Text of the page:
Some ideas will be picked up at the right time and go on to become doctrine, only to be supplanted a decade or two later by the next big idea. In the 1930s, the Imperial Japanese Army was overcome by an idea called “Gekokujo.” This term doesn’t fully translate to English, but its closest approximation is “insubordination” or “domination of a senior by a junior.”
This has largely been left out of the official narrative of the war.
Imperial Japan is seen as fiercely hierarchical, and to some degree it was, but that didn’t stop lower-grade officers from pursuing their own goals instead of supporting their governments.
The best example of this phenomenon was operations carried out by the Japanese Kwantung Army in occupied Manchuria. This force comprised Japan’s most battle-hardened troops, and their officers were out for glory. Orders from Army high command were considered to be no more than guidelines, and they laughed at their instructions from the civilian government in Tokyo. Field-grade officers took charge of all operations, including settling disputes on the border with the Soviet Union.
For any other country, letting captains and majors decide foreign policy against the wishes of the central government would be tantamount to mutiny. But in the spirit of Gekokujo, Tokyo accepted it.
They continued accepting it even after the Kwantung Army deliberately started wars with Mongolia, the Soviet Union, and Nationalist China. Rather than admit their failures, the army declared that to pull out would damage morale and undermine the sacrifice of their men.
This effectively barred the civilian ministers from controlling the army and forced the actions of hot-headed officers on the Empire’s frontier to be retroactively endorsed. As if that wasn’t enough, the generals declared that, as the Emperor was the ceremonial head of the military, only he could tell them what to do.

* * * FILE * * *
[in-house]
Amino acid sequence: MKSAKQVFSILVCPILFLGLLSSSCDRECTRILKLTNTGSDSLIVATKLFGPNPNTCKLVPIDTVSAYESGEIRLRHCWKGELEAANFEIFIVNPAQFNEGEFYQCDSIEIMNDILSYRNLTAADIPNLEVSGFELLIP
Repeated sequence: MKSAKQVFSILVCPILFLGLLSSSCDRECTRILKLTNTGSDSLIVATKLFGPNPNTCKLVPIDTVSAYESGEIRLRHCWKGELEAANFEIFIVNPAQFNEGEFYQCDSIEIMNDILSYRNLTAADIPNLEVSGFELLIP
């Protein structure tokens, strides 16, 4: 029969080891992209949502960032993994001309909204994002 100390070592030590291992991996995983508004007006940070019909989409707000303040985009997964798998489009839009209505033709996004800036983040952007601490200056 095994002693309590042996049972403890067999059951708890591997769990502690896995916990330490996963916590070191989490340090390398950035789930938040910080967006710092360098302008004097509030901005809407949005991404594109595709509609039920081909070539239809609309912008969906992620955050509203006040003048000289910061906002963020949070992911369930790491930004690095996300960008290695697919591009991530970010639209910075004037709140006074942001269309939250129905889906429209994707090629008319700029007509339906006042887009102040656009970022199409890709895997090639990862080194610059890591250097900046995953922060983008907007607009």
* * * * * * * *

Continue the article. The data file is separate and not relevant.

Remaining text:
Imperial Japan had effectively lost control of its army before the Second World War properly began. But the dysfunction doesn’t stop there.
Research and development are absolutely critical in times of war. New weapons and better equipment could mean the difference between a tremendous victory or a catastrophic defeat.
The Japanese knew this, of course, but instead of combining their resources and scientific knowledge, they divided it.
The Imperial Japanese Army and Imperial Japanese Navy had separate R&D programs, the results of which they guarded jealously. Before the war, Japanese researchers had made great leaps in radar technology, and both the Army and Navy were interested in its military applications.
Both had about 300 researchers working on the project in separate parts of the same building.
The researchers were forbidden from talking to their counterparts, and no information was shared between them. Though they had started out ahead, by the end of the war, Japanese radar technology was three to five years behind the Allies’.
The story was the same in the manufacturing plants.
Captain Wennacker, the German military attache in Tokyo, recalled,
“During a tour of the Nakajima aircraft plant, I was first guided by several naval officers around the navy’s development and manufacturing division of the plant. At the conclusion of the tour, the navy men opened a door that had been kept tightly closed. Here the naval officers bade me good-bye, and on the other side of the door a group of army officers took me on a tour of their section of the plant, an area to which the navy officers had no access.”
The petty rivalry between the army and navy seriously hamstrung Imperial Japan’s scientific and technological advancement both before and during World War II. If they had put their differences aside and worked together, who knows what they might have achieved.
Facing this level of dysfunction, what Imperial Japan managed to accomplish in the Second World War is genuinely incredible. No other country’s soldiers were forced to become farmers because of constant food shortages, no other country had junior officers drawing their own borders with world powers, and no other country squandered its technological and scientific capabilities so efficiently as the Imperial Japanese.
But what do YOU think? Where else do YOU think did Imperial Japanese dysfunction manifested?
Which of these sins do YOU think is the worst? What do YOU think Imperial Japan would have achieved had they put aside their squabbling? Let us know in the comments!